Stevie Wonder attended the funeral of Dr. Martin Luther King Jr.
Five days after MLK's assassination on April 4th, 1968, the teen music sensation flew to Atlanta to join thousands to mourn the loss of Dr. King, joining Harry Belafonte, Aretha Franklin, and Diana Ross to pledge they would continue MLK's fight for equality and freedom for everyone. The campaign for the nation to recognize the deeds of MLK with a national holiday began soon after his assassination but it took 15 years and one of Stevie Wonder's biggest songs for lawmakers to finally make it official. Even though Stevie Wonder has 17 Grammy awards, an Oscar and is the third-most top 10 hits after The Beatles and Elvis Presley, he still considers helping to create Martin Luther King Jr. Day one of his proudest achievements.
“I was 5 when I first heard of MLK,” Wonder recalled. Blind since birth, Wonder listened to coverage of the Montgomery bus boycott on the radio. “I asked, ‘Why don’t they like colored people? What’s the difference? I still can’t see the difference. Want to know why? Because there is no difference.” Moved by Dr. King's message, Wonder led the crusade and fought the pushback to create Martin Luther King Day.
While Labor Unions kept the dream of MLK Day alive in the wake of his death, making it a reality seemed bleak even after the union-backed president Jimmy Carter gave it his endorsement in 1979. The Republican-led Congress refused to budge and its leader Senator Jesse Helms of North Carolina considered King a lawbreaker being used by communists.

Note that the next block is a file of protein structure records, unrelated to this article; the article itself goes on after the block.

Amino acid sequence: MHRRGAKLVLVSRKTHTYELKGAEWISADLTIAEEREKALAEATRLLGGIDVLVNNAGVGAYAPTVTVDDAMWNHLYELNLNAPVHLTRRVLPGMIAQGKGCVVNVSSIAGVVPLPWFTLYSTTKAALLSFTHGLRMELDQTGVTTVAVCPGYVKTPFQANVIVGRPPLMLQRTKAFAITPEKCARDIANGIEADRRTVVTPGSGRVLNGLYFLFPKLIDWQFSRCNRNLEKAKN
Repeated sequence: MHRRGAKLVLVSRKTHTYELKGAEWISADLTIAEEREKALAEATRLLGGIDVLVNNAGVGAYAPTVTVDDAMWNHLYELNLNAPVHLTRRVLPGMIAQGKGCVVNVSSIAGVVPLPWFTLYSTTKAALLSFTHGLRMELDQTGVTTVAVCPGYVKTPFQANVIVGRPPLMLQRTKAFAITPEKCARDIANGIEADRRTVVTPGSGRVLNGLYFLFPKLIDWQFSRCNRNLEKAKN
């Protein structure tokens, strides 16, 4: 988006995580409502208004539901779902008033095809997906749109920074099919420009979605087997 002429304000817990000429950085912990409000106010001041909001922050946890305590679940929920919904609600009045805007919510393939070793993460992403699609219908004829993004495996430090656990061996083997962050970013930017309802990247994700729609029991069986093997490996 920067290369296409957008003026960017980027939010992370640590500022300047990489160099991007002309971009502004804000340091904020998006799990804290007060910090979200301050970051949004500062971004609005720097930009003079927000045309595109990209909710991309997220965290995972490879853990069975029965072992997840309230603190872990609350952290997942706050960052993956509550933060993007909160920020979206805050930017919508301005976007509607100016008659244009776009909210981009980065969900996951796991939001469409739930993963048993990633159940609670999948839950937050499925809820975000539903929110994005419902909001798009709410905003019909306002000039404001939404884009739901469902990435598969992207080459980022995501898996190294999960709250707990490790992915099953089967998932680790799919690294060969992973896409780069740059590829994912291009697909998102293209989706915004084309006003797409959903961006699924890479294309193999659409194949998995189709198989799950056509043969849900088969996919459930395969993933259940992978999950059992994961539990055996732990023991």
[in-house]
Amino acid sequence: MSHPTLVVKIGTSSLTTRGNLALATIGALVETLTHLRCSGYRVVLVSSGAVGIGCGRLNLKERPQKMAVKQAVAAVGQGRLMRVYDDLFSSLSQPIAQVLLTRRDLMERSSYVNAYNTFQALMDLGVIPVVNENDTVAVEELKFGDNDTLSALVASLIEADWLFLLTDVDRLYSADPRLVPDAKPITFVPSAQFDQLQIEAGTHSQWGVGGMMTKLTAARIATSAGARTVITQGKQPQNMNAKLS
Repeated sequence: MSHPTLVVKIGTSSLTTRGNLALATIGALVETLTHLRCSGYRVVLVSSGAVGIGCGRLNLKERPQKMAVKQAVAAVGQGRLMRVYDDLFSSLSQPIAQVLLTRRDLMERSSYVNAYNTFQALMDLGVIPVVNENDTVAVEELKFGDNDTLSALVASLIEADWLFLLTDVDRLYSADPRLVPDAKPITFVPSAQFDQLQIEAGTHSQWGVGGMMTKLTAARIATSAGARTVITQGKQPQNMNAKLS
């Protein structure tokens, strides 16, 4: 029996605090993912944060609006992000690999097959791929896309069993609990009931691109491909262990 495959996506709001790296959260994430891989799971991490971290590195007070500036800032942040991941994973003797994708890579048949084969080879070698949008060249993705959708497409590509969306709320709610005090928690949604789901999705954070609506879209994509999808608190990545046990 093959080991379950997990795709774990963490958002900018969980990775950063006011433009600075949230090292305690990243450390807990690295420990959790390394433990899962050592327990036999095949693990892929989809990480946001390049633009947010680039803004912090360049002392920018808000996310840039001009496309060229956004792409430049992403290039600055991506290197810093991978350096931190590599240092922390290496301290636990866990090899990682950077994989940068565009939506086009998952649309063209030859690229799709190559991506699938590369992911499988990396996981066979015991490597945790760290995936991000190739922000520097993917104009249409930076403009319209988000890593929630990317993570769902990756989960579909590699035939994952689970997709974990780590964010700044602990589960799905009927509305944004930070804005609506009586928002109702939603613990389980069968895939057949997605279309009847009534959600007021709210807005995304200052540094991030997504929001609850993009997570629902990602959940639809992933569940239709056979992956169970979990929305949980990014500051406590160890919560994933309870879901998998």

On his 1980 album Hotter Than July, Wonder included "Happy Birthday," his ode to Martin Luther King Jr. and his call to make MLK Day official. The album included a large photo of MLK with a call to endorse the holiday: “We still have a long road to travel until we reach the world that was his dream. We in the United States must not forget either his supreme sacrifice or that dream.”
The lyrics of the song celebrate King's legacy, and take aim at those opposing the holiday: "You know it doesn't make much sense/There ought to be a law against/Anyone who takes offense/At a day in your celebration."
I just never understood
How a man who died for good
Could not have a day that would
Be set aside for his recognition
Because it should never be
Just because some cannot see
The dream as clear as he
That they should make it become an illusion
And we all know everything
That he stood for time will bring
For in peace our hearts will sing
Thanks to Martin Luther King
After an incredibly successful tour with Bob Marley where Wonder would close each show by leading the audience in singing "Happy Birthday," the cause for MLK was recharged. As Ronald Reagan was preparing for his inauguration, 100,000 people rallied in Washington DC for MLK Day. "As an artist, my purpose is to communicate the message that can better improve the lives of all of us," Wonder told the crowd. "I’d like to ask all of you just for one moment, if you will, to be silent and just to think and hear in your mind the voice of our Dr. Martin Luther King.” The crowd chanted "Happy Birthday" as Stevie was onstage.
Despite millions of signatures and the backing of many politicians, MLK Day was still being hotly debated in Congress. Coretta Scott King and Wonder both gave testimonies and the bill was finally passed 78 to 22. MLK Day was signed into law in November 1983 but not officially observed until 1986. "The victory was for every human being in the country and in the world,” Wonder said.
Stevie Wonder was awarded the Congressional Medal of Freedom by President Obama, who told Wonder that it was the first record he ever owned. Stevie still performs "Happy Birthday" regularly to spread the message of Dr. Martin Luther King Jr.
In honor of Black History Month, check out the Black History Buff podcast on iHeartRadio: